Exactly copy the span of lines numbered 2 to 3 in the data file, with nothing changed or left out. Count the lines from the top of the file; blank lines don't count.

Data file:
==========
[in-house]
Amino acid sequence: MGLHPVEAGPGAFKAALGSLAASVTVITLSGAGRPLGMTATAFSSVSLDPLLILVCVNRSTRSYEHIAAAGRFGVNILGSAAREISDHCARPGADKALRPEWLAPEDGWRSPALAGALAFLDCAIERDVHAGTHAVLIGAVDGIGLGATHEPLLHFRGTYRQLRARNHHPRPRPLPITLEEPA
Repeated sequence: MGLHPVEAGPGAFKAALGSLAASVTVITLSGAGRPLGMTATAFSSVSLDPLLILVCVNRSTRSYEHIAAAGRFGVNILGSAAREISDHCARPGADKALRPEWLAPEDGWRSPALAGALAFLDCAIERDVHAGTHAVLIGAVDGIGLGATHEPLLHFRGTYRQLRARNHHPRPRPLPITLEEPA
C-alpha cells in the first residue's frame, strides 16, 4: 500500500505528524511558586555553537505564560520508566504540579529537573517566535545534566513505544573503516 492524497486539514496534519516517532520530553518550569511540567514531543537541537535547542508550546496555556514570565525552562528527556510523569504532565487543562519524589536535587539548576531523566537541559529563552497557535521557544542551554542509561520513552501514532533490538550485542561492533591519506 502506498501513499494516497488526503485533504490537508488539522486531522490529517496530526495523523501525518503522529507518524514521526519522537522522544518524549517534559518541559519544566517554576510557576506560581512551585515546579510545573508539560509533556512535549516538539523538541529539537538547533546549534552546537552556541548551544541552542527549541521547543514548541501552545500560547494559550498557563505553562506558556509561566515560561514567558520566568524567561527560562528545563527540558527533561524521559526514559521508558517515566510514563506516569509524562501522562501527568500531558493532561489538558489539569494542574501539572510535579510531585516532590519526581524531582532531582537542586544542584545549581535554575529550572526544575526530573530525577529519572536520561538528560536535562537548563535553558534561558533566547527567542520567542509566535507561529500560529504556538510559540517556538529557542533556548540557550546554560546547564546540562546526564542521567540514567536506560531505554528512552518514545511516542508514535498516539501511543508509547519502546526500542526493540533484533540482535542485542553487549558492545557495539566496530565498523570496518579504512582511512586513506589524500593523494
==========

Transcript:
Amino acid sequence: MGLHPVEAGPGAFKAALGSLAASVTVITLSGAGRPLGMTATAFSSVSLDPLLILVCVNRSTRSYEHIAAAGRFGVNILGSAAREISDHCARPGADKALRPEWLAPEDGWRSPALAGALAFLDCAIERDVHAGTHAVLIGAVDGIGLGATHEPLLHFRGTYRQLRARNHHPRPRPLPITLEEPA
Repeated sequence: MGLHPVEAGPGAFKAALGSLAASVTVITLSGAGRPLGMTATAFSSVSLDPLLILVCVNRSTRSYEHIAAAGRFGVNILGSAAREISDHCARPGADKALRPEWLAPEDGWRSPALAGALAFLDCAIERDVHAGTHAVLIGAVDGIGLGATHEPLLHFRGTYRQLRARNHHPRPRPLPITLEEPA